Maple Pumpkin Pie

Good morning from my kitchen table, where a candle is casting its soft glow through the morning gloom and I have a hot cup of coffee at my left elbow. I’m finishing up my Thanksgiving grocery list before we pop down to the store to pick up the turkey I ordered last week and finalize the last of the produce that will feature on the menu. It’s going to be a simple meal this year, although most years the meal is fairly simple! I’m hoping we’ll get out for a walk or small hike perhaps at the coast before I set to cooking. Tomorrow I’ll bake the desserts; this year I’ll do a pumpkin-chocolate cake with pumpkin buttercream and a maple pumpkin pie.

Here is our 2019 Thanksgiving meal:

Turkey with gravy
Traditional stuffing (my first time making this; I’m trying it with a loaf of sourdough)
Mashed potatoes
Roasted sweet potatoes
Spinach salad
Carrot and green bean saute
White bean and kale stir-fry (vegetarian offering)
Cranberry sauce
Pumpkin pie
Pumpkin cake

If you are still looking for vegetarian, vegan or even some gluten-free suggestions for your Thanksgiving table, I will point you in the direction of some articles I’ve written over the years. This site also has extensive suggestions and recipes for a plant-based Thanksgiving as well as some lighter options. Search for “Thanksgiving” or click this link.

Planted-based Thanksgiving dishes, the Press Democrat: Easy Thanksgiving Side Dishes that will Delight Traditionalists and Vegans, 2018

Vegetarian Thanksgiving, NPR: A Vegetarian Thanksgiving, 2008

Healthier Thanksgiving, NPR: Thanksgiving with a Lighter Touch, 2010

My gluten-free Thanksgiving e-book: Gather, Recipes for a Gluten-Free Thanksgiving, 2015

Now, to talk pie … I usually make the pumpkin pie recipe in Alice Waters’ The Art of Simple Cooking. It’s good, but the tiniest bit fussy as you have to make a roux for the filling. For a friends gathering last weekend I tried a new recipe by way of Aimée Wimbush-Bourque, the author of the Simple Bites blog, that is hands-down my new favorite pie recipe and one I’ll be using for all holidays going forward. It’s simple, made with real, whole ingredients, maple syrup-sweetened and spiced with a homemade spice blend. It also calls for heavy cream rather than evaporated milk — the only way I make pumpkin pie now and it’s so, so good! I use a simple all-butter whole grain flour crust with my pies but you could use any pie crust of your choice. I’m including the recipe below with a link to her site, which has loads of other inspiration and wonderful recipes.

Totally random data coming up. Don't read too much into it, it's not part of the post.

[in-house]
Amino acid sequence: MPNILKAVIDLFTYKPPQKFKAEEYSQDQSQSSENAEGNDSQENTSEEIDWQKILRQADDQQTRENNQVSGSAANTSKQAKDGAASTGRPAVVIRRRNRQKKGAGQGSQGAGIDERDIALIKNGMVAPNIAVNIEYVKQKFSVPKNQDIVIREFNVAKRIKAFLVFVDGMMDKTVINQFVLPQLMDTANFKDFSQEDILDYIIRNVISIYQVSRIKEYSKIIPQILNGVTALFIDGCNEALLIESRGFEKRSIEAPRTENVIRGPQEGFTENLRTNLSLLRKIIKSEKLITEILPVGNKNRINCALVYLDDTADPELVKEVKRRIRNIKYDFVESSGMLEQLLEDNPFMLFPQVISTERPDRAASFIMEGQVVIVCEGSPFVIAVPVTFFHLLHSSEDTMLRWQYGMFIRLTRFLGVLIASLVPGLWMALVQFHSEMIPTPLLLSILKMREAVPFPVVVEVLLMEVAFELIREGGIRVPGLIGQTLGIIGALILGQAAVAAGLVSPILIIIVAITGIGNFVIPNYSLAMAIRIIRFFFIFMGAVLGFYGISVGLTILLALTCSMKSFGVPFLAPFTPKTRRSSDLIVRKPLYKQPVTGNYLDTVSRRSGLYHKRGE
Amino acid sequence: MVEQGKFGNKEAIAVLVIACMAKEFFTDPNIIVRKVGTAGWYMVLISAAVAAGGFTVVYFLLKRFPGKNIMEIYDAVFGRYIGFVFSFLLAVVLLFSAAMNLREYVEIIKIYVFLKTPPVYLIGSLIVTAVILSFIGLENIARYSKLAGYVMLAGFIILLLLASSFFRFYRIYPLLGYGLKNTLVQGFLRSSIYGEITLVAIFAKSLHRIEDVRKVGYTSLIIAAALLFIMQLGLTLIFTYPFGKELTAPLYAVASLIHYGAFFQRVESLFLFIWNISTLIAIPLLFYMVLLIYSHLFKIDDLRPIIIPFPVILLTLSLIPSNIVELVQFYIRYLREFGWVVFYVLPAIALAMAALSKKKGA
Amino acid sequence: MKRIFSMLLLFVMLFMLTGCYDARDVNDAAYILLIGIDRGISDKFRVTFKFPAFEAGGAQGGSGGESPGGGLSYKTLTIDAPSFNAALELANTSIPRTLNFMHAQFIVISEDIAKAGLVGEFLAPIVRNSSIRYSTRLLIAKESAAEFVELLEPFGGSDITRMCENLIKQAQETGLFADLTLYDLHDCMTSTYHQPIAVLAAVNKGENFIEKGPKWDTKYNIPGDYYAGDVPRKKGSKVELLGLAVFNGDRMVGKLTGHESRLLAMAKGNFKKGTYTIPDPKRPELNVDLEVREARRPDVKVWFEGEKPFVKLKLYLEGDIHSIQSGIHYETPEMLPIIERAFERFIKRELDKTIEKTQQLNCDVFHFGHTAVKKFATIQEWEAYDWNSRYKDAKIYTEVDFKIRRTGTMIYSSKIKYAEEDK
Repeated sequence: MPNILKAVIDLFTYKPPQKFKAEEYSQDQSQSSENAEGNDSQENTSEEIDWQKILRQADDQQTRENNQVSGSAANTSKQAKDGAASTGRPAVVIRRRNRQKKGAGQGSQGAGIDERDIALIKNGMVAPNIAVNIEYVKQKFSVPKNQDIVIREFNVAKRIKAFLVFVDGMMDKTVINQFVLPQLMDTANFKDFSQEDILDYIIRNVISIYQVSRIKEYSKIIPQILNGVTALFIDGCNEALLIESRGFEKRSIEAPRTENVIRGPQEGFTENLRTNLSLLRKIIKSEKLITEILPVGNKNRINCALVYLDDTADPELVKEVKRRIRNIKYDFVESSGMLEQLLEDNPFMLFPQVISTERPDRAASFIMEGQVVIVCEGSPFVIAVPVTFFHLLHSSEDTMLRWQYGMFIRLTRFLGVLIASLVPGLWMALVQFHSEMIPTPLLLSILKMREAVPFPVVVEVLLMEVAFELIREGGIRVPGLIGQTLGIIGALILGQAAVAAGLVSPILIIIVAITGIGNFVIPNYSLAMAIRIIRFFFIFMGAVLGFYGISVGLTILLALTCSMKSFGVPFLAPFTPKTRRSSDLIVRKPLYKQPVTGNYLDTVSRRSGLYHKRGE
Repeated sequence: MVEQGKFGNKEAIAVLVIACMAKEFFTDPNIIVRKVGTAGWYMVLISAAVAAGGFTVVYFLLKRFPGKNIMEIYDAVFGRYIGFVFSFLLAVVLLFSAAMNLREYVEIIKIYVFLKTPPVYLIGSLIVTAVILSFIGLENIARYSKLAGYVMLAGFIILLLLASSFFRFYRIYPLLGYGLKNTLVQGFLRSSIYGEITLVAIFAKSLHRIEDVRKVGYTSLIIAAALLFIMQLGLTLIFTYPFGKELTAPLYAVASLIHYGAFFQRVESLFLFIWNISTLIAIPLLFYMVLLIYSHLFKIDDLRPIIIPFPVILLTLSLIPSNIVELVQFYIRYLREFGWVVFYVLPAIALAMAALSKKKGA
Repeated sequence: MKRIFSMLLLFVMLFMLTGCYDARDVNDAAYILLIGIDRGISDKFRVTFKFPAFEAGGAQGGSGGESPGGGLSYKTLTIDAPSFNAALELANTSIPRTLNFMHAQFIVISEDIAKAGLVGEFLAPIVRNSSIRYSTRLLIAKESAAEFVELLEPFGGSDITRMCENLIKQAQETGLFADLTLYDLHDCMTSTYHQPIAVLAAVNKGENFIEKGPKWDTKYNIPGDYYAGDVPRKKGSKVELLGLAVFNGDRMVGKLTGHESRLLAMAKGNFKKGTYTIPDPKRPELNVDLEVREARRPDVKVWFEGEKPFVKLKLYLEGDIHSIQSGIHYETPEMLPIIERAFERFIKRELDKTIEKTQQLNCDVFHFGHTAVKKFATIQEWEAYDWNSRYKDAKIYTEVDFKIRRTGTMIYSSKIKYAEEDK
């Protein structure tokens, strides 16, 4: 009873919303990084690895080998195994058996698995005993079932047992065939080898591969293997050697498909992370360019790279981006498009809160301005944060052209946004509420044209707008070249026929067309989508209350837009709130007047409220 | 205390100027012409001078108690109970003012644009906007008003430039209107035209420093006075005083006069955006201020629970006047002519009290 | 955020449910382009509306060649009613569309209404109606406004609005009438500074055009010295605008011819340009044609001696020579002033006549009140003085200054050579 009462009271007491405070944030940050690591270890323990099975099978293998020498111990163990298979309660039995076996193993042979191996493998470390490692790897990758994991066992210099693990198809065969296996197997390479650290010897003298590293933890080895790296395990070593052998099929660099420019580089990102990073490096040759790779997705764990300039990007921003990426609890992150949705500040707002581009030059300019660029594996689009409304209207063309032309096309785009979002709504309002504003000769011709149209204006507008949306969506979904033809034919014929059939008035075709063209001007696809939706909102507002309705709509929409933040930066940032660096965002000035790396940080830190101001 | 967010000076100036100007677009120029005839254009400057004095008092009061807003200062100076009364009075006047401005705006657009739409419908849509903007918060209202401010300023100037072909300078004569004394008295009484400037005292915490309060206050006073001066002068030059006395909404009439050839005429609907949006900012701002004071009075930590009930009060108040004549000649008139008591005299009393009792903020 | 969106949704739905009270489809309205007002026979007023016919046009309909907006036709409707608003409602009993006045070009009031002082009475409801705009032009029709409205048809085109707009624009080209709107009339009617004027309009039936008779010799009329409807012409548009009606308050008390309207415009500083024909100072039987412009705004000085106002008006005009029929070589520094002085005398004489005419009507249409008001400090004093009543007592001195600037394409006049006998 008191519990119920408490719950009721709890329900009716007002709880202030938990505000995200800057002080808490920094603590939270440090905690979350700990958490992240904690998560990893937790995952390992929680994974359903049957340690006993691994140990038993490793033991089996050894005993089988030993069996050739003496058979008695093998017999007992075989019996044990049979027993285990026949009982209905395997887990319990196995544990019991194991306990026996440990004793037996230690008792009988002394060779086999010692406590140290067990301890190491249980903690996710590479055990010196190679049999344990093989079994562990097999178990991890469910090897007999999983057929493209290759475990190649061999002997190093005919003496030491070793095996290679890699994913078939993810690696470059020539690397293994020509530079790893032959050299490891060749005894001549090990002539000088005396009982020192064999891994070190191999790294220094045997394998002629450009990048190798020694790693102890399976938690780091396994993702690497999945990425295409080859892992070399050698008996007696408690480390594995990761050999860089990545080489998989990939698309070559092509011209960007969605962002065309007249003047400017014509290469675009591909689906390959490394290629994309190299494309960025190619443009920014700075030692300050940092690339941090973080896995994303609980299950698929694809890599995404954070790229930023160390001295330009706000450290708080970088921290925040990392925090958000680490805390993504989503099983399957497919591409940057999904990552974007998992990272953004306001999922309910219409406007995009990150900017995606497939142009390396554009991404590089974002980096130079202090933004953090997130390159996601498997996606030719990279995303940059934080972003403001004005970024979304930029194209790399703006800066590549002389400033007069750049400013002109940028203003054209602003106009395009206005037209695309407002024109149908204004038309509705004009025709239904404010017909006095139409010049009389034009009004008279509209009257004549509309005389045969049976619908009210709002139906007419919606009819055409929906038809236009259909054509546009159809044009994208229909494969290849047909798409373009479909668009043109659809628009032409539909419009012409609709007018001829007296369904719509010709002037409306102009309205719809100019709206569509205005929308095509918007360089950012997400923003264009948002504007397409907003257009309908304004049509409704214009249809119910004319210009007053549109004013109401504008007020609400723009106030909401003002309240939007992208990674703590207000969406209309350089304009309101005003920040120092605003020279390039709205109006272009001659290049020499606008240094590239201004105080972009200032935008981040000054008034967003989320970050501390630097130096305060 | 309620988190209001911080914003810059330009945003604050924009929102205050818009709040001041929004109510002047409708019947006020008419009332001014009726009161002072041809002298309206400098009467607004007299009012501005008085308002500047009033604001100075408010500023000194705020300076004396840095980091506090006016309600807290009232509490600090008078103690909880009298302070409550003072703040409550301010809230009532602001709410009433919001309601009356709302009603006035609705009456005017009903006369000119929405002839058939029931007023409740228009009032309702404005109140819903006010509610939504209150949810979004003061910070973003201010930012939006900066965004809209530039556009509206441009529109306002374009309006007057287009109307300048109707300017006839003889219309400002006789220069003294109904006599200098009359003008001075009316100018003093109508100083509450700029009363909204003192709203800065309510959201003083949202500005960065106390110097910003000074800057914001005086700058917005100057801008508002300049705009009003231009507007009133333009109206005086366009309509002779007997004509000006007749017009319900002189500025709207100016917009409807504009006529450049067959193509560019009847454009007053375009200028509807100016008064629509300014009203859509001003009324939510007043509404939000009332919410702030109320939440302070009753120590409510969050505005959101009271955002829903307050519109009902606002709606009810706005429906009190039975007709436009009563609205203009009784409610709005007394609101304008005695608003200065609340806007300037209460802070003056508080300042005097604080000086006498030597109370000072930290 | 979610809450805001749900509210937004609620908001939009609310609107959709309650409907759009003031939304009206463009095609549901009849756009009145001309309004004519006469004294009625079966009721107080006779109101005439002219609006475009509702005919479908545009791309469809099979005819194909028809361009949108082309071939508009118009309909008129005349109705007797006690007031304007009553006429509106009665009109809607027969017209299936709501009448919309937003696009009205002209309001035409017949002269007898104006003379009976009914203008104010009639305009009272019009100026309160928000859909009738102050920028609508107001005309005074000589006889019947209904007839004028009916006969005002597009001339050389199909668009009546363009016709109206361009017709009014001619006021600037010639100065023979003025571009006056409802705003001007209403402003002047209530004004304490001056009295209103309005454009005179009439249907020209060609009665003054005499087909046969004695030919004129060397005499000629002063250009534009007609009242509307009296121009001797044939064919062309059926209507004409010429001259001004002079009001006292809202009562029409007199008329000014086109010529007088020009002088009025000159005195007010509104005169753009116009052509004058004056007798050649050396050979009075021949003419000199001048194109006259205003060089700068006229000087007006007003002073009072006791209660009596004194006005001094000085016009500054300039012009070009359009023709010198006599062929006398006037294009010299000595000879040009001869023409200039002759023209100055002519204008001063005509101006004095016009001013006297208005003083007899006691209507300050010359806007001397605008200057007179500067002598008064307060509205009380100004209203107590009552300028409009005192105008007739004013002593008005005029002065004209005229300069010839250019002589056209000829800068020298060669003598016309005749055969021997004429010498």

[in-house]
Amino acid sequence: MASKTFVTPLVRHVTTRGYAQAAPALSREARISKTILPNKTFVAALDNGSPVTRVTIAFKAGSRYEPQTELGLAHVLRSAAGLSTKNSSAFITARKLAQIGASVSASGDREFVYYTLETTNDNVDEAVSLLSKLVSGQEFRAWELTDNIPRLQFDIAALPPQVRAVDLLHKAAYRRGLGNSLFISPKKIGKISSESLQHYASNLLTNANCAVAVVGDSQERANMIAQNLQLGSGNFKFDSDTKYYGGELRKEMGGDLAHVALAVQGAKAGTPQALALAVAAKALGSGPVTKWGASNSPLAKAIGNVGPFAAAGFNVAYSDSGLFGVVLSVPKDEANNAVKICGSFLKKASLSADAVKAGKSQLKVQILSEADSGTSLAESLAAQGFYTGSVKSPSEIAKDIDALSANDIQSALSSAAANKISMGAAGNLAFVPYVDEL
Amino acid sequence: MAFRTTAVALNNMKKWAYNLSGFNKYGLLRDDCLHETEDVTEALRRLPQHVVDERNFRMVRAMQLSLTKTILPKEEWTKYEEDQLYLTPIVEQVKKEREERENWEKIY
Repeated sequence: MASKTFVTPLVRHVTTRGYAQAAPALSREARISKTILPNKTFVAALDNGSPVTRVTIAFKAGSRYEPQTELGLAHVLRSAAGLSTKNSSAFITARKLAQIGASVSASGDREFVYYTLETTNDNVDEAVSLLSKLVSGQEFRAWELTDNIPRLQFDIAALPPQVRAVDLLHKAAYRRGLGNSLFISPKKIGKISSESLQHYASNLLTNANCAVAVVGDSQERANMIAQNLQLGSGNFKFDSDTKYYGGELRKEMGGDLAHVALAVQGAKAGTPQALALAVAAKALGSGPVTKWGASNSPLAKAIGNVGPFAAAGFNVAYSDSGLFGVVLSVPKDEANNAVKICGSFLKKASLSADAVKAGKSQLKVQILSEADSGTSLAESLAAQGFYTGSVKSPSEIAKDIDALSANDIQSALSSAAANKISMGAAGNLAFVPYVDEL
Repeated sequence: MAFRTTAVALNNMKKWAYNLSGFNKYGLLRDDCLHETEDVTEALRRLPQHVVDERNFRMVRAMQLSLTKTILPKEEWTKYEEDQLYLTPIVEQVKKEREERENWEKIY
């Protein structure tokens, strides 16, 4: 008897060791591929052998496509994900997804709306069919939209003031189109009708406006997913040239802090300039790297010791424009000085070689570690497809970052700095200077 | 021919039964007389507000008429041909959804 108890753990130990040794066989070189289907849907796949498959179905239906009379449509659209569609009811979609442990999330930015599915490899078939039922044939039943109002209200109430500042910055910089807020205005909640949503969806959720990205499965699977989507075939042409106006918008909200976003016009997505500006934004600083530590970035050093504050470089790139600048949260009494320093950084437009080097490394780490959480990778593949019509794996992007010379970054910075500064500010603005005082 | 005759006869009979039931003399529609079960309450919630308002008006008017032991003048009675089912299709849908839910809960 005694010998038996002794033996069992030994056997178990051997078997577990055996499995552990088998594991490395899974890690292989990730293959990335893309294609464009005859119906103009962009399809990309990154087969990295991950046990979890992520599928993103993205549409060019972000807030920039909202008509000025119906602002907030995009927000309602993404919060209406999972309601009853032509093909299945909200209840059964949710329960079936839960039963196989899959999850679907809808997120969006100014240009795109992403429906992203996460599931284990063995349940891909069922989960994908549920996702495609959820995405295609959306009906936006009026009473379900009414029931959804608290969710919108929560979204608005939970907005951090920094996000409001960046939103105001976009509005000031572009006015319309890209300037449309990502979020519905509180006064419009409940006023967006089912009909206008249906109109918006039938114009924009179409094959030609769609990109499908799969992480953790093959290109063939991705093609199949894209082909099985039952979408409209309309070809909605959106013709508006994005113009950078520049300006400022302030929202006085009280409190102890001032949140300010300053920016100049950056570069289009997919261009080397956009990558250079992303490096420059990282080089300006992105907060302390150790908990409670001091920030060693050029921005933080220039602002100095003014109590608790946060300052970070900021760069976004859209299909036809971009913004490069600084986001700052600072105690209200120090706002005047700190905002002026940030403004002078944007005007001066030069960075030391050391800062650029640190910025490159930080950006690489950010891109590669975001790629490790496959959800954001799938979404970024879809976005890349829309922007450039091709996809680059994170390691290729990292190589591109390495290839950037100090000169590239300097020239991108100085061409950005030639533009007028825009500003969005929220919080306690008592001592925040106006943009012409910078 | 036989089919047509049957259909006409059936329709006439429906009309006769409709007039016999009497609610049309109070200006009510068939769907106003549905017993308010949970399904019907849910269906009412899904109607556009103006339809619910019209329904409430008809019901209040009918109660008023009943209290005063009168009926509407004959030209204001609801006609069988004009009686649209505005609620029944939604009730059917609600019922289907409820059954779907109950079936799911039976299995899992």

Wishing you a happy Thanksgiving, where-ever and how-ever you celebrate!

[print_this]Maple Pumpkin Pie, adapted from Simple Bites

Note: I love this recipe! I make it exactly as written but went with the King Arthur Flour recipe’s baking temperature of 400 degrees F instead of 350 degrees F. You’ll just need to watch the crust more carefully for browning. I also recommend mixing your filling the day/night before you bake it so the flavors have a chance to deepen.

Makes one 9-inch pie

1 9-inch pie crust prepared but not pre-baked
4 medium eggs
1 cup heavy whipping cream
1 1/4 cups pumpkin puree homemade if possible
2/3 cup pure maple syrup
2 teaspoons pure vanilla extract
1/2 teaspoon sea salt
1 tablespoon pumpkin spice blend

Preheat the oven to 400 F and place a rimmed baking sheet on the middle rack. Keep the pie crust chilled in the refrigerator while you mix up the pie filling.

In a large bowl, whisk the eggs and cream together until blended. Add the pumpkin puree and the maple syrup and again whisk well.

Add the vanilla, salt and spice blend to the pie filling and combine.

Remove pie shell from the fridge. Slide the rack out carefully, place the pie pa on the baking sheet and pour the filling into the pie shell. Slowly, slide the oven rack back in place, taking care not to spill the contents of the pie shell onto the bottom of the oven.

Check pie after about 30 minutes and rotate, if necessary, to ensure even browning of the pie crust. You may need to line with tin foil.

When the center of the pie has puffed up, and jiggles only slightly when the pan is moved, the pie is ready. This will take about 50 minutes to one hour.

Remove pie from oven and cool completely on a wire rack. When the pie is room temperature, cover with plastic wrap and refrigerate until ready to serve.

Pie will keep, covered in the fridge, for up to three days, or well-wrapped and frozen for up to 8 weeks.[/print_this]

Join the Conversation

  1. Yum! I know the addition of cream must make a huge difference in taste! Looking forward to trying this recipe. Thanks for the post.

  2. Nanda Garber says:

    Happy Thanksgiving!!

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